I'm not into installing Slack again. I mean, I love setting up my VSCodium IDE, but every time? Since my computer is my work tool, I need it ready to be used as soon as possible to keep going with my work.

So, this playbook should be able to handle installation (and why not updates?) of all my work tools.

Here's a list of some tools/binaries it installs:

Some of them may sound new to you, I'll present some of them as a bonus in the end of this article πŸ˜ƒ

There's more, feel free to explore the task yourself.

It was designed to allow easy remove/replace of tools, so if you don't want to install cicleci cli for example, it would be as easy as deleting the following lines:

- import_tasks: dev/circleci.yml
  tags: circleci, binaries, dev

The same applies if you're willing on just updating/reinstalling some tool. You should be able to filter it by tags.

4. Repositories should be cloned again Well, I'm working following a microservices architecture. What means I have several "micro" repositories with its own purposes. I hate when I try to open a repository that I haven't cloned yet.

That's why the last piece of the whole process is cloning all repositories I'm using.

I have split it by 2 main groups "personal" and "company", so you can clone both repositories in different folders if you want.

The same "easy to customize" logic applies here, you have vars where you just have to specify a list of repositories and then ansible will do everything for you:

company_org: "my-company-org"
company_repo_dest: "{{ home_folder }}/my-company/"
  - "my-company-repo"
  - "my-second-company-repo"

What else can I do with Ansible?

As you have noticed, ansible can automate pretty much anything. If your company still doesn't use an automation tool, start noticing what repeated steps you/your team takes every week. From backups (as showed here) to adding new members and managing roles on AWS, Ansible may help you!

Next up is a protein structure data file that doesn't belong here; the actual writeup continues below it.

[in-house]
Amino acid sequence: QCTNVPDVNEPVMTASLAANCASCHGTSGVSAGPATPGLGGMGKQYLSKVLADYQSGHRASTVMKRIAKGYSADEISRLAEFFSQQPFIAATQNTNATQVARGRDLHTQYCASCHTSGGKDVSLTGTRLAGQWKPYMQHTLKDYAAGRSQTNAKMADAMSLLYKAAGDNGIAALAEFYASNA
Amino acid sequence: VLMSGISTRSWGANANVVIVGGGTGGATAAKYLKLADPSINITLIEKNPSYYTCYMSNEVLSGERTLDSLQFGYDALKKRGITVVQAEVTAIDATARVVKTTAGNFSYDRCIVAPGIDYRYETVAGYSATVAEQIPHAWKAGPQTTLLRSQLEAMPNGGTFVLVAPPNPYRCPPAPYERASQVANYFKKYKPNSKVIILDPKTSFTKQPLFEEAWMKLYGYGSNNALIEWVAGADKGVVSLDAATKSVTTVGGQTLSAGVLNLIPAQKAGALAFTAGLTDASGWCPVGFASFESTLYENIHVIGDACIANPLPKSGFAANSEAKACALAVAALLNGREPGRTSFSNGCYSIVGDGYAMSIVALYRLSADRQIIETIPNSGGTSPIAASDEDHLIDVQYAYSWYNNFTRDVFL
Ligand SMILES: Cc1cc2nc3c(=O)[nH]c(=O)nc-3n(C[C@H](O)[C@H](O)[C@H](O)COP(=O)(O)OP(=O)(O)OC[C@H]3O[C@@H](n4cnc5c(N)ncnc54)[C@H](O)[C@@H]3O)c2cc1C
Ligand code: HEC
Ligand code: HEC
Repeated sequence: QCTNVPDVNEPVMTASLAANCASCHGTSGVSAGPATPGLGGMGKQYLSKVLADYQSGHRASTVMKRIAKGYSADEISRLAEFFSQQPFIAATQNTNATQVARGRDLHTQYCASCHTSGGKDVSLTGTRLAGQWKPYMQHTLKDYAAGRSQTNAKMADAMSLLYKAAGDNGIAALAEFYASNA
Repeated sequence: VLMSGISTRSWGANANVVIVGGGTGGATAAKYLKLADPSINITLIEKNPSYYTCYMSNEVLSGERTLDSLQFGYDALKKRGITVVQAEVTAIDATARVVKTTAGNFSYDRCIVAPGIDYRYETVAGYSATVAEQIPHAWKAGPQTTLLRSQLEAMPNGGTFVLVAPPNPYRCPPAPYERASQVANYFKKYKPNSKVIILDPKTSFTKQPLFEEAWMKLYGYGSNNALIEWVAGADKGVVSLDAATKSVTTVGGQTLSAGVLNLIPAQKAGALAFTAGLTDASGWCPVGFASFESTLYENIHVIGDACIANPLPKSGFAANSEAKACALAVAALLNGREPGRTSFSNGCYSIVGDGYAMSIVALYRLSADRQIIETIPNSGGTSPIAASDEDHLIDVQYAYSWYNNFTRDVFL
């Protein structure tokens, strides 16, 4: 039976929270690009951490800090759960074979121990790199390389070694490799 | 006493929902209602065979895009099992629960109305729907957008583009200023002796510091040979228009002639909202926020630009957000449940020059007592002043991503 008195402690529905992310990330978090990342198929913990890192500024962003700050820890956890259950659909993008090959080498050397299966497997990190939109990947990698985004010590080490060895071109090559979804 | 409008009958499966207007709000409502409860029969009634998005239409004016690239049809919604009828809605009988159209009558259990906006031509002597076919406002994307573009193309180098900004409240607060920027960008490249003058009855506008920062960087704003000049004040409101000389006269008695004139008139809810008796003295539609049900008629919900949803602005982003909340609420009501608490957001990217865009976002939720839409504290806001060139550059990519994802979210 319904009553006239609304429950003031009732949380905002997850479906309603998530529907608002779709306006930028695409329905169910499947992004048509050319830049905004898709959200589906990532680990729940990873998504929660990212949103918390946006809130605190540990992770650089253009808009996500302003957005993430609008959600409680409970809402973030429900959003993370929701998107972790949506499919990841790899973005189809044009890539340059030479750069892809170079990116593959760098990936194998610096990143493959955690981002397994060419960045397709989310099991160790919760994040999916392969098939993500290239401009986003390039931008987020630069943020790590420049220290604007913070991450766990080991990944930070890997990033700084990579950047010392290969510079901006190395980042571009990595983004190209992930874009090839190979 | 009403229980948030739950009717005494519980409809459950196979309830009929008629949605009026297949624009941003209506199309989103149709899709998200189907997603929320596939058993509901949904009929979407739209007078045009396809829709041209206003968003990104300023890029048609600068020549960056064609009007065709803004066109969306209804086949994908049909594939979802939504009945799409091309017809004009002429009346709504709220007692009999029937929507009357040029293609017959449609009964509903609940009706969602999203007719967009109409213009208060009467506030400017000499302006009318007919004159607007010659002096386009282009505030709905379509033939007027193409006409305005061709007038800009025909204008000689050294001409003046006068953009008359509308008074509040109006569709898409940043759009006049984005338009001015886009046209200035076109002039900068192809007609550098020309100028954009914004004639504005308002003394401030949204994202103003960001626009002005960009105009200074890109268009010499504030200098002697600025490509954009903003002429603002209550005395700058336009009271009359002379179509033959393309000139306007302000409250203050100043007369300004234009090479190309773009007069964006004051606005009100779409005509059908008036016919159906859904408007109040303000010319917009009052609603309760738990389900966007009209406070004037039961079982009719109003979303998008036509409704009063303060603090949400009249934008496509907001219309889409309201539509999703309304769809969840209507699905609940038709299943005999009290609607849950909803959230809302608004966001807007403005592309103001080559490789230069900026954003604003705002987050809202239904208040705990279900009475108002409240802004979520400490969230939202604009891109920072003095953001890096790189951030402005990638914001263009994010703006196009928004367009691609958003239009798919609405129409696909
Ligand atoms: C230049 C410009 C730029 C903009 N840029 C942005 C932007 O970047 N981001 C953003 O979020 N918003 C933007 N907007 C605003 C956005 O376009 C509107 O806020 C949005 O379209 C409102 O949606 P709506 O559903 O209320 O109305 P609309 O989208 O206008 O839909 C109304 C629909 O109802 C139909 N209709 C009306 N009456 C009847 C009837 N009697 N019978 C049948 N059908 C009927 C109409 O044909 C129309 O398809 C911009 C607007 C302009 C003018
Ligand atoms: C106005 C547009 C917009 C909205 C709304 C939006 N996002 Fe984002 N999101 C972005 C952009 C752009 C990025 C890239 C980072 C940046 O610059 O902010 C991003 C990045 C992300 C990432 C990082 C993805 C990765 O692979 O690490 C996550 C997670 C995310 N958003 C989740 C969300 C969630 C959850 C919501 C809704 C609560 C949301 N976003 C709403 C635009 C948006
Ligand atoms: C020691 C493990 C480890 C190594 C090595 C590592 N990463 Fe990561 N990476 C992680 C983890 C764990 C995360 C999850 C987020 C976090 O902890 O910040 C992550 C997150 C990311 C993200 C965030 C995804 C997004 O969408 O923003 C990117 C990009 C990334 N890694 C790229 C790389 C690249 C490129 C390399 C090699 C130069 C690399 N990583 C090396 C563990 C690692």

In a century where companies and startups are willing to deliver more and hit market faster, we need to figure out ways to do less while still doing more.

The sooner your company realizes how much time it can save by automating repetitive tasks, sooner it will allocate more meaningful work for its engineers that brings actual value to its product.

πŸš€ Bonus: Tools suggestions to boost productivity and privacy

You might have noticed that I got a couple interesting tools being installed, like VSCodium (instead of VSCode) and

Let me present to you some of my daily tool choices (and why) that might help you.


It's just a VSCode without Microsoft telemetry/tracking. From their homepage:

Microsoft’s vscode source code is open source (MIT-licensed), but the product available for download (Visual Studio Code) is licensed under this not-FLOSS license and contains telemetry/tracking. According to this comment from a Visual Studio Code maintainer: [...]


It's a MUST for any developer that creates bash scripts from once in a while. It lints your code and helps you avoid some known mistakes.


Besides the funny name, this tool is very useful (I like to run it in Tilda) and helps me keep an eye on the latest Hacker News and my current Jira tasks.

wtfutil running in tilda

That's my favorite tool to help me focus on what matters, without loosing track of my emails and important events in my agenda. It's insanely easy to use, you can make a task an event, an email a task and so on.